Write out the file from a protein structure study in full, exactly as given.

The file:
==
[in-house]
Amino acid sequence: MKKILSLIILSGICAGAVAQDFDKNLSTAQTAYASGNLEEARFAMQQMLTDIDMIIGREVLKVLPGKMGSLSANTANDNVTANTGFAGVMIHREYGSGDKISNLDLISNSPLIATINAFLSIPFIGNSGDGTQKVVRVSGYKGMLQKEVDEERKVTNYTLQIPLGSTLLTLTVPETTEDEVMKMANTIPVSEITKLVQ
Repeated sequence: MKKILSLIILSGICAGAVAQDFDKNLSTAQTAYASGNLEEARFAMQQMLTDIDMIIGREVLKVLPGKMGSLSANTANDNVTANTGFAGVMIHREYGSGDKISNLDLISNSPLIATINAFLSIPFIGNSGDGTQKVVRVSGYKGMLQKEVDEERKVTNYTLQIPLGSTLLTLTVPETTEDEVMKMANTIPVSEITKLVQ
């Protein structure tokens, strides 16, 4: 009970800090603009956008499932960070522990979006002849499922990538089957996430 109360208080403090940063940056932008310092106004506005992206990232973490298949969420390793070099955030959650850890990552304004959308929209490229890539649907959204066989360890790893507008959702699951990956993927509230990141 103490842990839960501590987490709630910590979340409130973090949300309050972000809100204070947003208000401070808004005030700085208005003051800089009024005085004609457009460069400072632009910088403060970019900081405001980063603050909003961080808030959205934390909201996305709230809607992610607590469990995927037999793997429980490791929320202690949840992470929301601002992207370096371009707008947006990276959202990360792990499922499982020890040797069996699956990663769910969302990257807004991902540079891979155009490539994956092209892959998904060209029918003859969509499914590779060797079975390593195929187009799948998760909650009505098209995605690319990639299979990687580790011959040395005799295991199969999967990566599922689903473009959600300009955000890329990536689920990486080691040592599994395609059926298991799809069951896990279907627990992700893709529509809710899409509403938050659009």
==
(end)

[in-house]
Amino acid sequence: MKKILSLIILSGICAGAVAQDFDKNLSTAQTAYASGNLEEARFAMQQMLTDIDMIIGREVLKVLPGKMGSLSANTANDNVTANTGFAGVMIHREYGSGDKISNLDLISNSPLIATINAFLSIPFIGNSGDGTQKVVRVSGYKGMLQKEVDEERKVTNYTLQIPLGSTLLTLTVPETTEDEVMKMANTIPVSEITKLVQ
Repeated sequence: MKKILSLIILSGICAGAVAQDFDKNLSTAQTAYASGNLEEARFAMQQMLTDIDMIIGREVLKVLPGKMGSLSANTANDNVTANTGFAGVMIHREYGSGDKISNLDLISNSPLIATINAFLSIPFIGNSGDGTQKVVRVSGYKGMLQKEVDEERKVTNYTLQIPLGSTLLTLTVPETTEDEVMKMANTIPVSEITKLVQ
């Protein structure tokens, strides 16, 4: 009970800090603009956008499932960070522990979006002849499922990538089957996430 109360208080403090940063940056932008310092106004506005992206990232973490298949969420390793070099955030959650850890990552304004959308929209490229890539649907959204066989360890790893507008959702699951990956993927509230990141 103490842990839960501590987490709630910590979340409130973090949300309050972000809100204070947003208000401070808004005030700085208005003051800089009024005085004609457009460069400072632009910088403060970019900081405001980063603050909003961080808030959205934390909201996305709230809607992610607590469990995927037999793997429980490791929320202690949840992470929301601002992207370096371009707008947006990276959202990360792990499922499982020890040797069996699956990663769910969302990257807004991902540079891979155009490539994956092209892959998904060209029918003859969509499914590779060797079975390593195929187009799948998760909650009505098209995605690319990639299979990687580790011959040395005799295991199969999967990566599922689903473009959600300009955000890329990536689920990486080691040592599994395609059926298991799809069951896990279907627990992700893709529509809710899409509403938050659009």